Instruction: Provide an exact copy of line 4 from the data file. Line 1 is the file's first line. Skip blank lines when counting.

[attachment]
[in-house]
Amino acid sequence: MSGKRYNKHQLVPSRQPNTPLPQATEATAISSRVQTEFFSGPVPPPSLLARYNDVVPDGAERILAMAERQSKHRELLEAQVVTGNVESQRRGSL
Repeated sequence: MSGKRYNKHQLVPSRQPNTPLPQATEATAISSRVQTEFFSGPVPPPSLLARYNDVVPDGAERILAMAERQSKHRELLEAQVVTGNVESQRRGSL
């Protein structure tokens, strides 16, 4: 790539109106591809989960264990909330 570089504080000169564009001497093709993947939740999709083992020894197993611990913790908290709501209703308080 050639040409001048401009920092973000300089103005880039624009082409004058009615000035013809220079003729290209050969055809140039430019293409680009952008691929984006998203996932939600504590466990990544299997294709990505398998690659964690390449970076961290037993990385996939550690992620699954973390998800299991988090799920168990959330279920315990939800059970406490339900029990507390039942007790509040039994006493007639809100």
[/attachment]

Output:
């Protein structure tokens, strides 16, 4: 790539109106591809989960264990909330 570089504080000169564009001497093709993947939740999709083992020894197993611990913790908290709501209703308080 050639040409001048401009920092973000300089103005880039624009082409004058009615000035013809220079003729290209050969055809140039430019293409680009952008691929984006998203996932939600504590466990990544299997294709990505398998690659964690390449970076961290037993990385996939550690992620699954973390998800299991988090799920168990959330279920315990939800059970406490339900029990507390039942007790509040039994006493007639809100």